We’ve all seen “blues face”—that gruesomely contorted grimace that suggests the guitarist behind it is expressing his or her deepest feelings and untold emotional pain via the guitar.
But it’s just as likely that the source of that agony is the amount of effort required to bend the heavy-gauge strings that so many blues guitarists seem to prefer. (Consider Stevie Ray Vaughan: he used heavy-gauge strings, and his blues face was among the most intense—see above.)
String bending is an essential technique for blues, rock and country guitarists. Next to vibrato, it’s perhaps the most expressive technique guitarists have at their disposal. Its purpose is to give your melodies a vocal, or “singing,” quality.
The concept is simple: by pushing or pulling the string across the fretboard while fretting and picking a note, you raise that note’s pitch in proportion to the increased tension on the string.
There are several types of bends you should master, including single-string and double-stop bends, ghost bends (also known as pre-bends), and unison and oblique bends. In this lesson, you’ll learn first how to achieve proper intonation of your bends. Then we’ll dive into the basics for all of the above techniques.
One of the keys to effective string bending is proper intonation—that is, the ability to nail the desired pitch of the bend. Achieving proper bend intonation boils down to two things: a good ear and muscle memory. The first couple of exercises here enable you to work on both.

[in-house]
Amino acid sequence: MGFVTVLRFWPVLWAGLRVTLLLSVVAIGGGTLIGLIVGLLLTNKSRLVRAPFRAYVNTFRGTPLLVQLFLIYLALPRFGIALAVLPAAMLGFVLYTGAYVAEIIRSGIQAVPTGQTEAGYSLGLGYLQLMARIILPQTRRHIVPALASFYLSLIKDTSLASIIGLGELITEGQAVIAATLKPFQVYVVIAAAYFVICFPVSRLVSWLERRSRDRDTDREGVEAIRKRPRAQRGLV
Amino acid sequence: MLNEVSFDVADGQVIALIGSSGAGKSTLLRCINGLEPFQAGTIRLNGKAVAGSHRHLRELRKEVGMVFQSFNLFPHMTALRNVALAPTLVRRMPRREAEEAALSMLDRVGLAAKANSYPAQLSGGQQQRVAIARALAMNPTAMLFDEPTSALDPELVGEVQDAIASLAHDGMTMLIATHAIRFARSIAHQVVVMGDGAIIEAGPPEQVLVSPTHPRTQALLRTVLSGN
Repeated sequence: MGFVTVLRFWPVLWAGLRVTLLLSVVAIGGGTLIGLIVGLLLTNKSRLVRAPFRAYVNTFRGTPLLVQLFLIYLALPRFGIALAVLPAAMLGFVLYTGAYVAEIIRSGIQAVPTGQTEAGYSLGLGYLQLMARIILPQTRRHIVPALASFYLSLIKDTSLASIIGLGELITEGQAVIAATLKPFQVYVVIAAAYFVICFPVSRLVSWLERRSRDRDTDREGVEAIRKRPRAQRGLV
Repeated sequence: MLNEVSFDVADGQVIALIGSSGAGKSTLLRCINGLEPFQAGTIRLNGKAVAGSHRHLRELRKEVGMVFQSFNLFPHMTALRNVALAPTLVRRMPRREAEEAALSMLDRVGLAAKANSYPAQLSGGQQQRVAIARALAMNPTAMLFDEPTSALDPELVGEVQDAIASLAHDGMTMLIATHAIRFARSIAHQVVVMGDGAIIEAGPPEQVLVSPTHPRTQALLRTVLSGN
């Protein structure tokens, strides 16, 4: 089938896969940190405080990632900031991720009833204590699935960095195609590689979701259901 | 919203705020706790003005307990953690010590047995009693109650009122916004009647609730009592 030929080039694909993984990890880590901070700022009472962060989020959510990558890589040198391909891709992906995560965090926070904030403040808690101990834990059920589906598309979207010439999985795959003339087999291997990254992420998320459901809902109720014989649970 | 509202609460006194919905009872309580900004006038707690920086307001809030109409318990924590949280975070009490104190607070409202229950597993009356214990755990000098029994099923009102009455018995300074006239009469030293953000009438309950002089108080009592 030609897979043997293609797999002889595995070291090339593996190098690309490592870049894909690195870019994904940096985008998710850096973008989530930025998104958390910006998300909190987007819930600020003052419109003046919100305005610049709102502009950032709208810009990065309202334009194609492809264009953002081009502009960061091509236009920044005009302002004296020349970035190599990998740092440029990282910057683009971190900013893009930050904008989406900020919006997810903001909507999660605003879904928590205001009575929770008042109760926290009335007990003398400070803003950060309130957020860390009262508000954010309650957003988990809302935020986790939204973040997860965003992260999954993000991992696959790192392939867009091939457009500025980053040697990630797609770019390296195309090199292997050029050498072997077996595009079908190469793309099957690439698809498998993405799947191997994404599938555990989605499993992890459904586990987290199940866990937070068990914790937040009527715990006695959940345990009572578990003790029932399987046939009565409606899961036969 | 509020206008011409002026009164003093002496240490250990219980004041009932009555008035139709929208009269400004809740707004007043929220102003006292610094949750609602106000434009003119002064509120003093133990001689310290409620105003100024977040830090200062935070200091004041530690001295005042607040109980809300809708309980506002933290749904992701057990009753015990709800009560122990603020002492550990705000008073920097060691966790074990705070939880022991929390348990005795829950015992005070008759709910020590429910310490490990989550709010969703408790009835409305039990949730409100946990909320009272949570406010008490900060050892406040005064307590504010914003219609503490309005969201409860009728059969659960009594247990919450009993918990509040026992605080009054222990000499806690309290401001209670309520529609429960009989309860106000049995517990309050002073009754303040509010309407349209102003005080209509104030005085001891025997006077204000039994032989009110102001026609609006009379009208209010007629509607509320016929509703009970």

FIGURES 1A–C demonstrate half-, whole- and one-and-a-half-step bends. In measure 1 of each, play the root note (the note you will bend) first, followed by the target note. In measure 2, bend the root note up with your fret hand’s 3rd finger until it matches the target pitch you just played. You should use your 1st and 2nd fingers to assist in the bends and to support your 3rd finger. You can also wrap your thumb around the top of the neck for extra leverage, especially on wide-interval bends. Listen closely to the fretted target pitch, and try to get a feel for the amount of force necessary to bend the string.
Generally, guitarists play bends with either their 3rd or 4th fingers, with help from the 1st and 2nd. However, it’s important that you be able to bend using any of your fret-hand fingers.
In FIGURE 2, perform all 5th-fret bends with your 1st finger, all 6th-fret bends with your 2nd finger, and so on. For those played with your 1st finger, be sure to use your thumb to produce counterforce.
FIGURE 3 offers a short melodic example that calls for 2nd-, 3rd- and 4th-finger bends.
Keep in mind that once you bend a string, you generally need to do something with it. There are three common options: You can just hold it, as in FIGURE 3; add some vibrato; or simply release it to the original pitch, as in FIGURE 4.
We’re not talking poltergeists or Casper here. A ghost bend involves a silent pre-bend to pitch before it’s struck.
So, how do you know that the string is at the right pitch before you strike it? That’s where muscle memory comes in, and the only way to get there is through practice.
FIGURES 5A–C are similar to FIGURE 1, except that here you’ll play the higher-pitched note first, followed by the note to which your bend will be released. Next, you’ll pre-bend to the higher pitch, matching the fretted pitch you played before it, and then release the bend to the fretted note.